Crowded emergency rooms, ambulance diversions, and bed capacity issues in hospitals have created a crisis that politicians, administrators and patient advocacy groups are scrambling to address. For the most part, hospitals try to fix these problems by improving processes in or expanding the emergency department (ED), or by building new inpatient beds. In some cases, these are the right approaches. But in many others, the solution lies elsewhere.
Surprisingly, one of the main culprits causing both ED overcrowding and inpatient capacity issues is the operating room schedule. Although it seems counterintuitive, research shows that the elective surgery schedule is the primary source of the peaks and valleys in hospital census. In contrast, emergency admissions to the hospital, although randomly occurring, are often more predictable on a day-to-day basis than elective surgical admissions.
The variability in admissions caused by the elective surgical schedule causes capacity constraints for inpatient beds and the ED on days with heavy surgical volume. As the hospital fills with scheduled cases, the flow of emergent/urgent cases competes with the scheduled surgical cases for the few remaining inpatient beds, causing unpredictable nurse-patient ratios, slowed admissions from the ED, equipment conflicts and patient placement on inappropriate inpatient units during peak census. During the valleys, beds are empty, operating rooms (OR) run at low utilization rates, and staff is sent home.
The keys to solving these problems are to eliminate the peaks and valleys in patient flow caused by the variable volume in scheduled surgical cases, and to develop the ability to predict and manage the emergent/urgent volume. By actively managing patient flow, hospital leadership can increase the effective capacity of the hospital, the OR and ED, improve patient outcomes, increase staff morale and retention, reduce costs, and improve quality of life for both patients and caregivers.
The Problem of Peaks and Valleys
Looking at Block Scheduling
The OR schedule is the primary driver of the hospital's inpatient census. Examination of the block schedule will help identify the sources of the peaks and valleys in elective case volume throughout the week. Block scheduling for elective surgery is usually based on surgeon preference or requirements, history, convenience and utilization. Rarely is a block schedule designed to smooth case volume throughout the week or to optimize a patient's placement on an appropriate nursing unit post-surgically.
Most ORs have peak days in the surgery schedule, usually on Tuesday or Wednesday. Surgeons who perform complex cases with longer lengths of stay want to do them early in the week so patients can be discharged before the weekend, minimizing the need for cross coverage and rounding on the weekend.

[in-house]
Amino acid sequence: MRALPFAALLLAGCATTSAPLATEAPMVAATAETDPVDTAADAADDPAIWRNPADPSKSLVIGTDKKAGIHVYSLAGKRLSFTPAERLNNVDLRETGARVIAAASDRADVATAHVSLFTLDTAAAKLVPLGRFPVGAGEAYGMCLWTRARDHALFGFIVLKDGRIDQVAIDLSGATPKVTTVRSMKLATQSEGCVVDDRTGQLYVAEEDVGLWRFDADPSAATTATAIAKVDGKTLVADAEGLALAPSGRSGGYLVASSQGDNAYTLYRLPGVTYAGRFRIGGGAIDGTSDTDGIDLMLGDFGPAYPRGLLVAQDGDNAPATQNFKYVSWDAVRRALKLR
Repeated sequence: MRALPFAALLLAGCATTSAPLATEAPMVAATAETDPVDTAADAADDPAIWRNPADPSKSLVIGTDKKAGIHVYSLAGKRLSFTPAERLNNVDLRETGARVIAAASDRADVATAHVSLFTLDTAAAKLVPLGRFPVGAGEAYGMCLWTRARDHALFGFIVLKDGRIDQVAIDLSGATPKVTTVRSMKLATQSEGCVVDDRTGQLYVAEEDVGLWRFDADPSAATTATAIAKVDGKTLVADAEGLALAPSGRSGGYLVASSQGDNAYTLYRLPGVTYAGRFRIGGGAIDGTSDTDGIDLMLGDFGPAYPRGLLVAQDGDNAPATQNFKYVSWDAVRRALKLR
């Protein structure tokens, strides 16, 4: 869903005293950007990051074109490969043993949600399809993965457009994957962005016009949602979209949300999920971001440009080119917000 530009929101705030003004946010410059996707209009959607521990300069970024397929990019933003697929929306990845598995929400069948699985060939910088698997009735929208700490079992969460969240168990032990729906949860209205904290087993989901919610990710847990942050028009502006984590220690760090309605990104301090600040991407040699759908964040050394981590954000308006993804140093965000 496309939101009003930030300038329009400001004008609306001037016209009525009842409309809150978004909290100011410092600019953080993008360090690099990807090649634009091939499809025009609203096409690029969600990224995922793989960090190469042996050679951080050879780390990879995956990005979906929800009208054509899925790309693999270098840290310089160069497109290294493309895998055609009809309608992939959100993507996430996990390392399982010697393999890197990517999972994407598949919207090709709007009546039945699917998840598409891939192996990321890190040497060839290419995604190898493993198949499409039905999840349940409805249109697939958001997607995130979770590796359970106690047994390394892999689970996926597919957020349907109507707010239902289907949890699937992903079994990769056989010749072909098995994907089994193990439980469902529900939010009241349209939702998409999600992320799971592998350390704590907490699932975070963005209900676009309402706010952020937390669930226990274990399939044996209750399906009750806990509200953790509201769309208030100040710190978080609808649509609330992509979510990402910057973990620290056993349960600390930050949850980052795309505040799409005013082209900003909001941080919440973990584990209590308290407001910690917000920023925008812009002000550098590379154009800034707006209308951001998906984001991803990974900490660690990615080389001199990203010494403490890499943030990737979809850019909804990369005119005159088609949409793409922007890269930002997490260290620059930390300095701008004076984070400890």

As a result, inpatient bed capacity is filled early in the week, leaving fewer beds available for emergent/urgent patients. Not only does this tax the hospital's resources, but it also creates competition between the OR and the ED for available inpatient beds. When inpatient beds are full, the ED becomes overcrowded, extending wait times and potentially compromising quality of care and patient safety.
Peak days also require more expert OR staff and equipment. This can lead to resource conflicts and excessive use of flash sterilization. The peaks may result in longer turnover times, case delays and cancellations. Patients may be held up in the post-anesthesia care unit (PACU) waiting for beds or worse, held in the OR waiting for available PACU space. Boarding in the OR causes delays, cancellations, and excessive and unnecessary costs.
A hospital in this situation must make tough decisions. The elective surgery schedule must be delayed or cancelled, and/or the ED must divert ambulances. In some communities with few hospitals, diversion may not be an option. Then the surgery schedule suffers because canceling elective cases becomes the only alternative for relieving the bed crunch. Limiting or canceling cases too often may permanently damage referrals, managed care contracts, and the hospital's financial viability. To avoid canceling or delaying cases, the hospital might place patients in the first available bed—not necessarily in the right bed or unit—which can lead to extended stays and safety risks.
Steps to Actively Manage OR Volume
Separating Flows of Patients
In order to reduce competition between the ED and the OR for inpatient beds, the flow of elective cases must be separated from that of urgent/emergent cases. This is best accomplished in the OR (or any procedural area) by determining the volume, arrival patterns and acuity of urgent/emergent volume, as well as the clinically appropriate timeframe for treatment. Using a queuing theory, data analysis, and an objective clinical classification system with waiting times associated with each type of case category provides the information necessary to determine how much capacity is required to accommodate this volume.